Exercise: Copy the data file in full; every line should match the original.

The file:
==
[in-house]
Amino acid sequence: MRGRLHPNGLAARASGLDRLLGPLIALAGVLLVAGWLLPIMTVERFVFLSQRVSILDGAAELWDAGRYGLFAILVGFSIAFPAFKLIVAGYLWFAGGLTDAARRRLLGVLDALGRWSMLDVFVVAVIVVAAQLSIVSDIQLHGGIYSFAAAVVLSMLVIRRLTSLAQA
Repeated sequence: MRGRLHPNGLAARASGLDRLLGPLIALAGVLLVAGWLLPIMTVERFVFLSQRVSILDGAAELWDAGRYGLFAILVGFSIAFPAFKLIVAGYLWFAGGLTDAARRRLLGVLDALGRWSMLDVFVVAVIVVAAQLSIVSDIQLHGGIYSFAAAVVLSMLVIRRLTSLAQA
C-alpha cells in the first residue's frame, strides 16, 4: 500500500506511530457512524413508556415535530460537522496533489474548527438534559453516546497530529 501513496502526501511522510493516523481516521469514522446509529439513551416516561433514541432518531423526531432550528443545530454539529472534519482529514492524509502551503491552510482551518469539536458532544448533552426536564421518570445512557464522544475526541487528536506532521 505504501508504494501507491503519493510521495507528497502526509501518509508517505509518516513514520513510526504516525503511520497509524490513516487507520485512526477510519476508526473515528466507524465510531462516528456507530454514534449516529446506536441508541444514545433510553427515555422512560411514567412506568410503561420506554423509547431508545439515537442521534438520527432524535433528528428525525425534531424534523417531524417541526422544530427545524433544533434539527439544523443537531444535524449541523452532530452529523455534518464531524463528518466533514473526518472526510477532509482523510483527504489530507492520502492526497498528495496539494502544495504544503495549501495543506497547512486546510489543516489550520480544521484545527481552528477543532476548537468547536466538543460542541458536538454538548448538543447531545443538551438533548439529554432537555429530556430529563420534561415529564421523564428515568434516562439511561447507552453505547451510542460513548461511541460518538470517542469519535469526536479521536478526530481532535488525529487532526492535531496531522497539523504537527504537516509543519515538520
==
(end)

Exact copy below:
[in-house]
Amino acid sequence: MRGRLHPNGLAARASGLDRLLGPLIALAGVLLVAGWLLPIMTVERFVFLSQRVSILDGAAELWDAGRYGLFAILVGFSIAFPAFKLIVAGYLWFAGGLTDAARRRLLGVLDALGRWSMLDVFVVAVIVVAAQLSIVSDIQLHGGIYSFAAAVVLSMLVIRRLTSLAQA
Repeated sequence: MRGRLHPNGLAARASGLDRLLGPLIALAGVLLVAGWLLPIMTVERFVFLSQRVSILDGAAELWDAGRYGLFAILVGFSIAFPAFKLIVAGYLWFAGGLTDAARRRLLGVLDALGRWSMLDVFVVAVIVVAAQLSIVSDIQLHGGIYSFAAAVVLSMLVIRRLTSLAQA
C-alpha cells in the first residue's frame, strides 16, 4: 500500500506511530457512524413508556415535530460537522496533489474548527438534559453516546497530529 501513496502526501511522510493516523481516521469514522446509529439513551416516561433514541432518531423526531432550528443545530454539529472534519482529514492524509502551503491552510482551518469539536458532544448533552426536564421518570445512557464522544475526541487528536506532521 505504501508504494501507491503519493510521495507528497502526509501518509508517505509518516513514520513510526504516525503511520497509524490513516487507520485512526477510519476508526473515528466507524465510531462516528456507530454514534449516529446506536441508541444514545433510553427515555422512560411514567412506568410503561420506554423509547431508545439515537442521534438520527432524535433528528428525525425534531424534523417531524417541526422544530427545524433544533434539527439544523443537531444535524449541523452532530452529523455534518464531524463528518466533514473526518472526510477532509482523510483527504489530507492520502492526497498528495496539494502544495504544503495549501495543506497547512486546510489543516489550520480544521484545527481552528477543532476548537468547536466538543460542541458536538454538548448538543447531545443538551438533548439529554432537555429530556430529563420534561415529564421523564428515568434516562439511561447507552453505547451510542460513548461511541460518538470517542469519535469526536479521536478526530481532535488525529487532526492535531496531522497539523504537527504537516509543519515538520